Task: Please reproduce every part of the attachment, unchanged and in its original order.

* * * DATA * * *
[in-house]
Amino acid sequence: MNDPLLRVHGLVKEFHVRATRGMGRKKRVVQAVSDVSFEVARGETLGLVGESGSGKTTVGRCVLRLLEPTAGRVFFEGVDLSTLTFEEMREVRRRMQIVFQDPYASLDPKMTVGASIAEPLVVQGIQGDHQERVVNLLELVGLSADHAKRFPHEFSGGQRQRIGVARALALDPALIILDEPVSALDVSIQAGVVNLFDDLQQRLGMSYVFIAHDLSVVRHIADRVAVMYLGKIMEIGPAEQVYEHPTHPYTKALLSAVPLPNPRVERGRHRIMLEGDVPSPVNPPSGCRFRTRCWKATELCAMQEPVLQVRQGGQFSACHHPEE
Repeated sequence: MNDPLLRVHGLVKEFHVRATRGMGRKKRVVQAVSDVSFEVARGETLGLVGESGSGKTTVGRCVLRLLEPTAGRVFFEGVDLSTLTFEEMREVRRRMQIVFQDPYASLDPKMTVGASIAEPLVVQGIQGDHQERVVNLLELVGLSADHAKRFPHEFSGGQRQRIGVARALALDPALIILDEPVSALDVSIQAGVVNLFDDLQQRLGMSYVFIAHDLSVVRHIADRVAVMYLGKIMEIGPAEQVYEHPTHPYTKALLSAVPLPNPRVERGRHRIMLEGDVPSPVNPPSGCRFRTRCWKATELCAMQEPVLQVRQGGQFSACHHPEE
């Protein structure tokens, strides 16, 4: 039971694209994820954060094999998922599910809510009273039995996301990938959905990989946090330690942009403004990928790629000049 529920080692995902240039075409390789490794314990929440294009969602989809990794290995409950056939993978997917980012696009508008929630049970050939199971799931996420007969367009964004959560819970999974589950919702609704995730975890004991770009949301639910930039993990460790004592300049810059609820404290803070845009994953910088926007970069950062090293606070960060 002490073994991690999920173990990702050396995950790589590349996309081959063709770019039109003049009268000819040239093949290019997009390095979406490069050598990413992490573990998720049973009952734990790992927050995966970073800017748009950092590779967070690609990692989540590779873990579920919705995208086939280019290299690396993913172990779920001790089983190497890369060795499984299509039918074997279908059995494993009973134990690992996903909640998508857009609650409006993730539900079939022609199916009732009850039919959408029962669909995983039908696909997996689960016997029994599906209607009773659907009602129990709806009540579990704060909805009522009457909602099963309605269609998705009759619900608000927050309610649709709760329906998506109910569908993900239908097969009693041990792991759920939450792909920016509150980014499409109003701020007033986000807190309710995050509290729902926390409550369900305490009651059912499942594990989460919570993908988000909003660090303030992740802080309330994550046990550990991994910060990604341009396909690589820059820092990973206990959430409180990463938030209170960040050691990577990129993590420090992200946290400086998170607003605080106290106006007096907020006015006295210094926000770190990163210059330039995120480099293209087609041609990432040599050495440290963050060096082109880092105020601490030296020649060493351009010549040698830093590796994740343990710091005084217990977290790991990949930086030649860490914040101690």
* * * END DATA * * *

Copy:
[in-house]
Amino acid sequence: MNDPLLRVHGLVKEFHVRATRGMGRKKRVVQAVSDVSFEVARGETLGLVGESGSGKTTVGRCVLRLLEPTAGRVFFEGVDLSTLTFEEMREVRRRMQIVFQDPYASLDPKMTVGASIAEPLVVQGIQGDHQERVVNLLELVGLSADHAKRFPHEFSGGQRQRIGVARALALDPALIILDEPVSALDVSIQAGVVNLFDDLQQRLGMSYVFIAHDLSVVRHIADRVAVMYLGKIMEIGPAEQVYEHPTHPYTKALLSAVPLPNPRVERGRHRIMLEGDVPSPVNPPSGCRFRTRCWKATELCAMQEPVLQVRQGGQFSACHHPEE
Repeated sequence: MNDPLLRVHGLVKEFHVRATRGMGRKKRVVQAVSDVSFEVARGETLGLVGESGSGKTTVGRCVLRLLEPTAGRVFFEGVDLSTLTFEEMREVRRRMQIVFQDPYASLDPKMTVGASIAEPLVVQGIQGDHQERVVNLLELVGLSADHAKRFPHEFSGGQRQRIGVARALALDPALIILDEPVSALDVSIQAGVVNLFDDLQQRLGMSYVFIAHDLSVVRHIADRVAVMYLGKIMEIGPAEQVYEHPTHPYTKALLSAVPLPNPRVERGRHRIMLEGDVPSPVNPPSGCRFRTRCWKATELCAMQEPVLQVRQGGQFSACHHPEE
């Protein structure tokens, strides 16, 4: 039971694209994820954060094999998922599910809510009273039995996301990938959905990989946090330690942009403004990928790629000049 529920080692995902240039075409390789490794314990929440294009969602989809990794290995409950056939993978997917980012696009508008929630049970050939199971799931996420007969367009964004959560819970999974589950919702609704995730975890004991770009949301639910930039993990460790004592300049810059609820404290803070845009994953910088926007970069950062090293606070960060 002490073994991690999920173990990702050396995950790589590349996309081959063709770019039109003049009268000819040239093949290019997009390095979406490069050598990413992490573990998720049973009952734990790992927050995966970073800017748009950092590779967070690609990692989540590779873990579920919705995208086939280019290299690396993913172990779920001790089983190497890369060795499984299509039918074997279908059995494993009973134990690992996903909640998508857009609650409006993730539900079939022609199916009732009850039919959408029962669909995983039908696909997996689960016997029994599906209607009773659907009602129990709806009540579990704060909805009522009457909602099963309605269609998705009759619900608000927050309610649709709760329906998506109910569908993900239908097969009693041990792991759920939450792909920016509150980014499409109003701020007033986000807190309710995050509290729902926390409550369900305490009651059912499942594990989460919570993908988000909003660090303030992740802080309330994550046990550990991994910060990604341009396909690589820059820092990973206990959430409180990463938030209170960040050691990577990129993590420090992200946290400086998170607003605080106290106006007096907020006015006295210094926000770190990163210059330039995120480099293209087609041609990432040599050495440290963050060096082109880092105020601490030296020649060493351009010549040698830093590796994740343990710091005084217990977290790991990949930086030649860490914040101690």